Summer flexible schedules: Fun for employees, payroll headaches for you
Well, it’s here. Again. Summer. Of the 2,800 employees and senior managers recently surveyed by the Robert Half staffing firm, 52% of employees want flexible schedules during the summer and another 27% want to leave early on Fridays.
The good news, if you’re an employee: 54% of the managers surveyed say their companies allow flexible scheduling during the summer and 32% allow employees to leave early on Fridays.
Can you say wage-and-hour headaches?
Then there are just plain, old payroll headaches that arise with summer hires.
Flex it or forget it
Flextime only becomes a problem if employees aren’t paid on the basis of a weekly pay period. Unfortunately for you, most employees aren’t. Since the Fair Labor Standards Act is strict on workweeks, your only choice is to limit nonexempts’ flexible schedules to a workweek basis.
Remember: You can’t average nonexempts’ hours over more than one workweek.
How does this work out? Let’s say your summer flextime plan allows employees to arrive at work any time after 7 a.m. and leave any time after 3 p.m., provided they work their 40 hours during the week and, of course, get their work done. And provided employees work their requisite number of hours, they may leave at 3 p.m. on any day of the week.
This plan gets the FLSA stamp of approval, since nonexempts who work overtime during the week are still paid overtime and it doesn’t average employees’ work hours over more than one week.
So this is great for employees who want to go to the baseball game and tailgate before, except in California (five Major League Baseball teams and no leeway), which requires you to overtime to nonexempts who work longer than eight hours a day.
If you ever had to sit in a car or bus for four hours to get to your beach time-share, you’d know how important it is to leave early on Fridays. But leaving early on Fridays can be tricky.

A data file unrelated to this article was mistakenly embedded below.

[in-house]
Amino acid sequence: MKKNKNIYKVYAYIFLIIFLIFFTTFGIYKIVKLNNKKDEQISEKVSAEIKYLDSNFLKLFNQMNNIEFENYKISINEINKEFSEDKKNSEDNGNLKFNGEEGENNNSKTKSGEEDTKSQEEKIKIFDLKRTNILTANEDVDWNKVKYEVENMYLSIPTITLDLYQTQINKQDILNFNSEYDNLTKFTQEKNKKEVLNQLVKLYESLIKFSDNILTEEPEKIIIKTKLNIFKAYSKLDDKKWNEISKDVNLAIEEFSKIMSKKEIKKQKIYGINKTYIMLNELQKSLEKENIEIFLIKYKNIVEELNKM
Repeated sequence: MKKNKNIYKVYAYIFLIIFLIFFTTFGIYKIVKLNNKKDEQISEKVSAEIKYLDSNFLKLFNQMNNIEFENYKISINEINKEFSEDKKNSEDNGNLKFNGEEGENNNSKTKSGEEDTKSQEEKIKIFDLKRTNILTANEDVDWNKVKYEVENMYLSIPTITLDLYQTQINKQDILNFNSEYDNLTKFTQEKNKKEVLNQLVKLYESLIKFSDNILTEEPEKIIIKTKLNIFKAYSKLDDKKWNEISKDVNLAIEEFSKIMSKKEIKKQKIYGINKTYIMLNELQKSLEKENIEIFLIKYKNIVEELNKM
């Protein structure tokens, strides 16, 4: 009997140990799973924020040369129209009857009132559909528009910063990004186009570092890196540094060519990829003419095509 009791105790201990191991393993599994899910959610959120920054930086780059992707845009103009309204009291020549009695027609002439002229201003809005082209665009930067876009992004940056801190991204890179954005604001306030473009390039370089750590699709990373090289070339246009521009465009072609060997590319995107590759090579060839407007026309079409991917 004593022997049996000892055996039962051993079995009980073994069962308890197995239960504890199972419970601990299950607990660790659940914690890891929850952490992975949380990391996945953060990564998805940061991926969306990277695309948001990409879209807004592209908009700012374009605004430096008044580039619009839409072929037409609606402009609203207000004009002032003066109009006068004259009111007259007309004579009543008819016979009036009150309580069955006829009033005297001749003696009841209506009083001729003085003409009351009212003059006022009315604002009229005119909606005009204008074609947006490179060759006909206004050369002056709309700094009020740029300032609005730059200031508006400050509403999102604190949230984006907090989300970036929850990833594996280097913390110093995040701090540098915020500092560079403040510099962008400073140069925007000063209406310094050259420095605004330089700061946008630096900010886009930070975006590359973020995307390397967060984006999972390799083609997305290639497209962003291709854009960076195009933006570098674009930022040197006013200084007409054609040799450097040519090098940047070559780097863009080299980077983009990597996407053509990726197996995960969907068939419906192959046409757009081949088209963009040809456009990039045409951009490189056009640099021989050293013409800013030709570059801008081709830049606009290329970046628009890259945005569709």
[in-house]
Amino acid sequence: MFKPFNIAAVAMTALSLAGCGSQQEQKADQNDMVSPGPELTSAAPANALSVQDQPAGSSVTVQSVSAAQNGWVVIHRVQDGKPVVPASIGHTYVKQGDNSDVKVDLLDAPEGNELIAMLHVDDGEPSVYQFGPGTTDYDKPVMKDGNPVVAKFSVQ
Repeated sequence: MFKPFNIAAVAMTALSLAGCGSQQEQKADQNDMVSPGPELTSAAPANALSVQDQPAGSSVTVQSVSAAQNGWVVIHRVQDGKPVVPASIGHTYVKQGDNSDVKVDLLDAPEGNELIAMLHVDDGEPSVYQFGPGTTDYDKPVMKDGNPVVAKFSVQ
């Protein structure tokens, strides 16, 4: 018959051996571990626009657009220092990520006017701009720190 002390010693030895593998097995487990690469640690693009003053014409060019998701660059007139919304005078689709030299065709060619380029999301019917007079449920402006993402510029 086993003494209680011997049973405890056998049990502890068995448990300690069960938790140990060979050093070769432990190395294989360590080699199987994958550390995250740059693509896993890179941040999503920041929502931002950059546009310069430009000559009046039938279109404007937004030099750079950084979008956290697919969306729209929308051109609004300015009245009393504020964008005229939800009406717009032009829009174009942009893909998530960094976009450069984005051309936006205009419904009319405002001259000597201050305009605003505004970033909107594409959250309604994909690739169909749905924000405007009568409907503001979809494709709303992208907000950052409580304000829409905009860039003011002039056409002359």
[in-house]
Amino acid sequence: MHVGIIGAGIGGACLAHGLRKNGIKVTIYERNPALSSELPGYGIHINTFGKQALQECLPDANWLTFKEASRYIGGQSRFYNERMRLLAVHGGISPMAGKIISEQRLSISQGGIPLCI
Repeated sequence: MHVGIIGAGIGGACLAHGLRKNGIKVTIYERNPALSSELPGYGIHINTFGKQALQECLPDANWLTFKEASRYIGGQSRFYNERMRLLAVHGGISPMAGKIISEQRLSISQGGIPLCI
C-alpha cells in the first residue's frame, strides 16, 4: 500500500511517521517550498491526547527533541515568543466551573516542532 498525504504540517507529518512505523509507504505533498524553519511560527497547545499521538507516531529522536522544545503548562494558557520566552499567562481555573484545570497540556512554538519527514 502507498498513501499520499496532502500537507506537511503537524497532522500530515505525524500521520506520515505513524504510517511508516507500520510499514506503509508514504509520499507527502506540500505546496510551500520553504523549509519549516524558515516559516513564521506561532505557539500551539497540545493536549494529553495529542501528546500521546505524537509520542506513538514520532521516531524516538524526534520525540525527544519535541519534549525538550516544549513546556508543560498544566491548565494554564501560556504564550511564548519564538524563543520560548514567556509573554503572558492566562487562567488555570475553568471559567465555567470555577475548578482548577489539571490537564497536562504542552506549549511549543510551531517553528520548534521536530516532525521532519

If you reduce nonexempts’ hours during the summer without reducing their pay, you’re increasing their regular rates, because they’re working fewer hours for the same pay. You can avoid this trap if your shortened workweeks don’t last longer than three months and employees receive their regular pay with the understanding that it’s based on hours worked up to 40 in a workweek.
It’s now your job to supplement HR’s orientation for summer hires.
HR probably told these eager beavers that their pay can be loaded onto their general-purpose debit cards. Not so.
State rules require that employees who are paid by paycard must be able to access their entire net pay fee-free—and general purpose debit cards attach fees to practically everything. Solution: Provide them with company-issued paycards and all the documentation that goes along with them before their first payday.
Some other sticky payroll issues HR may have missed:
- Form W-4. Summer hires must fill out W-4s. Direct these employees to the IRS’ withholding calculator for help in completing it. Remember: Mum’s the word on tax advice.
- Payroll taxes. Explain to employees that even if they earn too little to owe income taxes at the end of the year, FICA taxes—Social Security and Medicare taxes—must still be withheld from their pay.
- Tip income. All tip income is taxable. Employees need to keep a daily log to report tips to you if they receive $20 or more in cash tips during a month.